Alexander rose to national attention three years ago, during the unrest following the police shooting of Michael Brown in Ferguson, Missouri. At the time, Alexander was public safety director for DeKalb County, Georgia, a large metropolitan area that includes a small slice of Atlanta. He was also president of the National Organization for Black Law Enforcement, and in that role, he reached out to Ferguson Police Chief Tom Jackson.

"On the night that Michael Brown was killed," said Alexander, "I had been president for a month maybe, a few weeks literally. Being the national president of NOBLE, I felt some responsibility in terms of what we were beginning to see take place there, and that was to reach out to the local leadership and police."

Jackson agreed to meet Alexander, and when several local news stations learned about it, their reporters flew with him to Ferguson. CNN – which is headquartered in Atlanta – was already on site.

"The city was really tense, hugely tense at that point," Alexander said. "Throughout the course of that weekend, I ended up being interview by ABC World News, NBC Nightly News, CNN, MSNBC, the whole gamut. My weekend was filled with discussing the challenges between police and community relations."

As a result, Alexander became a regular guest commentator on CNN, and he still gets calls from media concerning policing. The events in Ferguson also led to his participation on President Barack Obama's Task Force on 21st Century Policing, whose 11 members included law enforcement and civil rights experts.

"We traveled to three cities across this country: to DC twice, Phoenix, and Cincinnati," Alexander said. "Some of the best minds in the country in psychology, sociology, criminology, civil rights leaders, human rights leaders, LGBTQ groups, were involved."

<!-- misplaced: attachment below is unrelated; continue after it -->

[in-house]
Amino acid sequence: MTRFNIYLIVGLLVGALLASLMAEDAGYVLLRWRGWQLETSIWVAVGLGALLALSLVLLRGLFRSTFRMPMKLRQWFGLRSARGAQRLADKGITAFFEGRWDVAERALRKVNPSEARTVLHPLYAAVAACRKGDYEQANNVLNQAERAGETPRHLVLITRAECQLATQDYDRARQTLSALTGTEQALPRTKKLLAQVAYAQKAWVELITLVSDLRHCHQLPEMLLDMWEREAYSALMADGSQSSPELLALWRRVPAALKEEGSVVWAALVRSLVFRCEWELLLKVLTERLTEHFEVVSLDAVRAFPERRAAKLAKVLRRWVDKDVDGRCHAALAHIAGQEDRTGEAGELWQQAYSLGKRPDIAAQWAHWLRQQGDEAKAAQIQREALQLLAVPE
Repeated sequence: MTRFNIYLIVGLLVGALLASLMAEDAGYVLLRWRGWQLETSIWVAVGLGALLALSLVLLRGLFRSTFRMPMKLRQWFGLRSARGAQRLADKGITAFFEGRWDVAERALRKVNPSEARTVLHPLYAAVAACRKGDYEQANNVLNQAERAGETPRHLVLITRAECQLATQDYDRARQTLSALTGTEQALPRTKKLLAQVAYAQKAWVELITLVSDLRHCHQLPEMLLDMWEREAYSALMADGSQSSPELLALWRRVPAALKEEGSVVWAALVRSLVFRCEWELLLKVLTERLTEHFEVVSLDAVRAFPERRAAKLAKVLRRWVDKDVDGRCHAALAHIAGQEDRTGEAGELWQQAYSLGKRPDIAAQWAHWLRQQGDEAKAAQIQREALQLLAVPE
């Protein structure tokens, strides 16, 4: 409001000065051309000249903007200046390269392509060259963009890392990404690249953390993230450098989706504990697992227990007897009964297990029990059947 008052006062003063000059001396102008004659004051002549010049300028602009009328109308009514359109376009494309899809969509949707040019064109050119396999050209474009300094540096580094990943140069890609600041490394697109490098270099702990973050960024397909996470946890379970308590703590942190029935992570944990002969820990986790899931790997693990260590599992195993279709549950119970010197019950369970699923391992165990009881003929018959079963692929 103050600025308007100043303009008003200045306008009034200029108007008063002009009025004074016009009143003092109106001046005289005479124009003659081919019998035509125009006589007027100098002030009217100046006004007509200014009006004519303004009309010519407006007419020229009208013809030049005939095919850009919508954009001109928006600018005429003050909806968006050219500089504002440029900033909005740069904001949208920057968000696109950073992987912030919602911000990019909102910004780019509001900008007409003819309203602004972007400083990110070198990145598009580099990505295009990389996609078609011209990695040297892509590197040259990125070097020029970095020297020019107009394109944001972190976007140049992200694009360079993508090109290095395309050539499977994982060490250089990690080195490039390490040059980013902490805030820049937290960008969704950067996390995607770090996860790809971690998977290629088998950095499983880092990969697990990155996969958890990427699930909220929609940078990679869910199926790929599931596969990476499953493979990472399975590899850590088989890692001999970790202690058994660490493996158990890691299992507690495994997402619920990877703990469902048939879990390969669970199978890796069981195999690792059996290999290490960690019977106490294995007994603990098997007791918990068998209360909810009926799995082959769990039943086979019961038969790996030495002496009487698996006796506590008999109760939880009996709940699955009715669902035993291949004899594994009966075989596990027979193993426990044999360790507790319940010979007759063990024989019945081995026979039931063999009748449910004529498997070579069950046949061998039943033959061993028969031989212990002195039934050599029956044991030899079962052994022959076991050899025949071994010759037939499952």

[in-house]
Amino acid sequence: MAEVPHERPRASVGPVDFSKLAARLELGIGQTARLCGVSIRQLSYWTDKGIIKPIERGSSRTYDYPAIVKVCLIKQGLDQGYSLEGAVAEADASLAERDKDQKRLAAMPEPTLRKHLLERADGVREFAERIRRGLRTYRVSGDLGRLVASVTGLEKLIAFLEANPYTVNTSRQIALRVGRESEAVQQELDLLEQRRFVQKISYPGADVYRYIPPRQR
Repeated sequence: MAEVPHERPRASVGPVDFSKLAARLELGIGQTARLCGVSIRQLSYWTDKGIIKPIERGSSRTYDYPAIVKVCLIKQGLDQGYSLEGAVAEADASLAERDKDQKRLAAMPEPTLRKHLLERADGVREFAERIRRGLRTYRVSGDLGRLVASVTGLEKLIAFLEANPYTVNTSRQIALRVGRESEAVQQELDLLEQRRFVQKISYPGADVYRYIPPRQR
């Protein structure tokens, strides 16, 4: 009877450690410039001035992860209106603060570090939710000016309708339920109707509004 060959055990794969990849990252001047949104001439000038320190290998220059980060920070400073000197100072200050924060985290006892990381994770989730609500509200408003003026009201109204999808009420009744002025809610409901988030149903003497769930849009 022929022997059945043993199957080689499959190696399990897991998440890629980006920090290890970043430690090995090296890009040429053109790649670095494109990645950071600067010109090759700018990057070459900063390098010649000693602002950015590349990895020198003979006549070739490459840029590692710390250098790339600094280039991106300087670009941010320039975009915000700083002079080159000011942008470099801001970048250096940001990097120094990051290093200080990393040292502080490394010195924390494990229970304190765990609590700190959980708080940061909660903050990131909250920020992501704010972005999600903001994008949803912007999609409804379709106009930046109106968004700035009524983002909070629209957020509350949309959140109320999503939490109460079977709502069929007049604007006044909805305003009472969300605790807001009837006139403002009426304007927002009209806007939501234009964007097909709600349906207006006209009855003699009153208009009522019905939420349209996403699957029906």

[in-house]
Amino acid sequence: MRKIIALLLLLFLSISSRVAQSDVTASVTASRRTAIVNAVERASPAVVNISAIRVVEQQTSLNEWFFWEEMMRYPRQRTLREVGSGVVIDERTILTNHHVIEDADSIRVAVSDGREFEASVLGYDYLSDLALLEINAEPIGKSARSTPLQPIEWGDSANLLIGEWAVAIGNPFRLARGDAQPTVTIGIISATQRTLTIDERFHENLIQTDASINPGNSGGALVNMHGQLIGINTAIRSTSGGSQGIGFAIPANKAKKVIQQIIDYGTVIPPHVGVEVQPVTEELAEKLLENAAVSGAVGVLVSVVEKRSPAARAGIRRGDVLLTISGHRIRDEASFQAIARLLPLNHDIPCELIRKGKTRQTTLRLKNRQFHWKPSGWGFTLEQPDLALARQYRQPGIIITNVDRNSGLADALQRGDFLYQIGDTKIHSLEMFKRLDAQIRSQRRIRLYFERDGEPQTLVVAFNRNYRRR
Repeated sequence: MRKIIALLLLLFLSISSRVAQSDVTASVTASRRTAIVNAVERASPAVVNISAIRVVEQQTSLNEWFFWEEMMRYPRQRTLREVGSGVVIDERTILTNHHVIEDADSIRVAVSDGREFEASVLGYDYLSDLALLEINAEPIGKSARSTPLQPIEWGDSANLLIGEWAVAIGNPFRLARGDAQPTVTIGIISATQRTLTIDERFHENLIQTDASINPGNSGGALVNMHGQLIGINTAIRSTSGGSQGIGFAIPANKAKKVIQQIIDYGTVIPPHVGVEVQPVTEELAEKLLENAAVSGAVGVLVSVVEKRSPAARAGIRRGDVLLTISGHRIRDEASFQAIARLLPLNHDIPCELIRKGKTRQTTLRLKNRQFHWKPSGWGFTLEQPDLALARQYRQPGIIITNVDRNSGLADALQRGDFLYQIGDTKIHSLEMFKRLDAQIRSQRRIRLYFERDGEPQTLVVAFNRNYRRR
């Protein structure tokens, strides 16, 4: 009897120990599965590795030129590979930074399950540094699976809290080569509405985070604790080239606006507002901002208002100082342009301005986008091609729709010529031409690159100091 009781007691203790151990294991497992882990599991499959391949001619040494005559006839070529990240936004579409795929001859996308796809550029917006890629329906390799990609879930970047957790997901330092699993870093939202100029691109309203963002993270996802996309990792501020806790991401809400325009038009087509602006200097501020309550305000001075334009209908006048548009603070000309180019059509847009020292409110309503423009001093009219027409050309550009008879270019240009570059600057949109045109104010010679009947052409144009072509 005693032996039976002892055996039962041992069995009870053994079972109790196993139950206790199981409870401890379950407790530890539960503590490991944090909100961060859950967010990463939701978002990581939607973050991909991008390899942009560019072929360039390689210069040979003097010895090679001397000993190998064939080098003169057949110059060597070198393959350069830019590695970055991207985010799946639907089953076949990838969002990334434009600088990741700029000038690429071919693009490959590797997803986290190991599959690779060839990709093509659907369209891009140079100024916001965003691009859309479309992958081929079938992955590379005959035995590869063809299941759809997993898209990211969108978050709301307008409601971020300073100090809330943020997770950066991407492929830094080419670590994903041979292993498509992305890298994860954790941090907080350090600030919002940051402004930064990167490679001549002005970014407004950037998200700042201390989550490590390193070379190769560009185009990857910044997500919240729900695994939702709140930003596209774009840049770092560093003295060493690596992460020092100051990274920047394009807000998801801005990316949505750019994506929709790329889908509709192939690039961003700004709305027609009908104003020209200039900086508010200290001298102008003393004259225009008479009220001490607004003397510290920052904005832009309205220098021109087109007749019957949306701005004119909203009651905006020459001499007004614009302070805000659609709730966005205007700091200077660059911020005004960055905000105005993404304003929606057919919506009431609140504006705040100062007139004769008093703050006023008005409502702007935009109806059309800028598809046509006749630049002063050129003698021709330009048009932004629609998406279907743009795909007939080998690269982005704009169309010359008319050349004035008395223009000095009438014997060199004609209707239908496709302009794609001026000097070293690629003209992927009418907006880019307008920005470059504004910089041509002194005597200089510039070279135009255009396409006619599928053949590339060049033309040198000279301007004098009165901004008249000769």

After 60 days, the group produced a report that included recommendations for changing police tactics, with the aim of improving police-community relations. It's clear from reading the report, whose introduction quotes Obama, that the president was concerned both about civil unrest and about the credibility of the criminal justice system.

"We met with President Obama at the White House," Alexander said, "and he spent two hours with us. It was incredible, because the guy is known not to spend two hours with anybody, including world leaders. But he spent two hours with this task force, and when he came into that meeting you could tell he had read every word of that document. He was just as familiar with that document as we were."

click to enlarge Cedric Alexander: "There is a lot of room for growth and trust in this community." - PHOTO BY RYAN WILLIAMSON
  • Cedric Alexander: "There is a lot of room for growth and trust in this community."

By far the most important recommendation in the report is the need for officers to build trust and legitimacy, Alexander said.

"Law enforcement culture," says the report, "should embrace a guardian – rather than a warrior – mindset to build trust and legitimacy both within agencies and with the public."

We asked Alexander whether he believes that level of trust exists in Rochester.

"No," he said, "there is a lot of room for growth and trust in this community."

Warren, he said, "knows how serious this is," and he pointed to Warren administration programs like Clergy on Patrol as examples of current efforts to bridge the relationship between police and community.

The Obama Task Force report says that law enforcement agencies should have clear and comprehensive polices on the use of force, including de-escalation training. The Rochester Police Department is getting this training, Alexander said, but training isn't a single program.

"It's ongoing," he said. "There's no end point to training and then you move on. No; training has to continue, because it's like a perishable skill. If you don't use it and practice it, you lose it.